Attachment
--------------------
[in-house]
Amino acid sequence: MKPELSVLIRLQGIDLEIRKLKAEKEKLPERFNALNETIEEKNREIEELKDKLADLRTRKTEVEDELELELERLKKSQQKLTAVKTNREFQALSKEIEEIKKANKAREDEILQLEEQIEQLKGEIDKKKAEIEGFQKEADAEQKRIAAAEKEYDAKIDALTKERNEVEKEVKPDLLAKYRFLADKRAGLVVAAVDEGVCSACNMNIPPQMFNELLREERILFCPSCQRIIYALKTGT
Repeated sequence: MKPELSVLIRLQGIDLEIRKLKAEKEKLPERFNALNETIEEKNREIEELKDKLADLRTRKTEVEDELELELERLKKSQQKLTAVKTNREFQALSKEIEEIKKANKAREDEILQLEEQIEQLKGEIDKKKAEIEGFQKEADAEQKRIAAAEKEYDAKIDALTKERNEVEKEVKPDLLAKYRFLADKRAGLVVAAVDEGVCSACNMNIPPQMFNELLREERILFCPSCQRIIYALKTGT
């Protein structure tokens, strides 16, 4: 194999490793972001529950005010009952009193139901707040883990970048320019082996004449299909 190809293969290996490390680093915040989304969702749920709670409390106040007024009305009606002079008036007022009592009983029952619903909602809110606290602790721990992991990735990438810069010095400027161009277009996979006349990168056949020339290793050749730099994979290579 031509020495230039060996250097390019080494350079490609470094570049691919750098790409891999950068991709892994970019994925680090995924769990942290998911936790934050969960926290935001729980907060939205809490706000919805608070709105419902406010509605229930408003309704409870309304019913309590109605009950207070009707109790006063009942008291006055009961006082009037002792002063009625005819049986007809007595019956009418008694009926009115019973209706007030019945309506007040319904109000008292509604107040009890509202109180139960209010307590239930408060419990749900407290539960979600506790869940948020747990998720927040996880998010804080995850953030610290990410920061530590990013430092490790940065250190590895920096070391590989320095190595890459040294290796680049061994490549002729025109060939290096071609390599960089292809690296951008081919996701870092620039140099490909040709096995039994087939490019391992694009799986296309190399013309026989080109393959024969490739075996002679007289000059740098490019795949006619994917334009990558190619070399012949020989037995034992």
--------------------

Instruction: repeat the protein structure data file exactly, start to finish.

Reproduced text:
[in-house]
Amino acid sequence: MKPELSVLIRLQGIDLEIRKLKAEKEKLPERFNALNETIEEKNREIEELKDKLADLRTRKTEVEDELELELERLKKSQQKLTAVKTNREFQALSKEIEEIKKANKAREDEILQLEEQIEQLKGEIDKKKAEIEGFQKEADAEQKRIAAAEKEYDAKIDALTKERNEVEKEVKPDLLAKYRFLADKRAGLVVAAVDEGVCSACNMNIPPQMFNELLREERILFCPSCQRIIYALKTGT
Repeated sequence: MKPELSVLIRLQGIDLEIRKLKAEKEKLPERFNALNETIEEKNREIEELKDKLADLRTRKTEVEDELELELERLKKSQQKLTAVKTNREFQALSKEIEEIKKANKAREDEILQLEEQIEQLKGEIDKKKAEIEGFQKEADAEQKRIAAAEKEYDAKIDALTKERNEVEKEVKPDLLAKYRFLADKRAGLVVAAVDEGVCSACNMNIPPQMFNELLREERILFCPSCQRIIYALKTGT
């Protein structure tokens, strides 16, 4: 194999490793972001529950005010009952009193139901707040883990970048320019082996004449299909 190809293969290996490390680093915040989304969702749920709670409390106040007024009305009606002079008036007022009592009983029952619903909602809110606290602790721990992991990735990438810069010095400027161009277009996979006349990168056949020339290793050749730099994979290579 031509020495230039060996250097390019080494350079490609470094570049691919750098790409891999950068991709892994970019994925680090995924769990942290998911936790934050969960926290935001729980907060939205809490706000919805608070709105419902406010509605229930408003309704409870309304019913309590109605009950207070009707109790006063009942008291006055009961006082009037002792002063009625005819049986007809007595019956009418008694009926009115019973209706007030019945309506007040319904109000008292509604107040009890509202109180139960209010307590239930408060419990749900407290539960979600506790869940948020747990998720927040996880998010804080995850953030610290990410920061530590990013430092490790940065250190590895920096070391590989320095190595890459040294290796680049061994490549002729025109060939290096071609390599960089292809690296951008081919996701870092620039140099490909040709096995039994087939490019391992694009799986296309190399013309026989080109393959024969490739075996002679007289000059740098490019795949006619994917334009990558190619070399012949020989037995034992």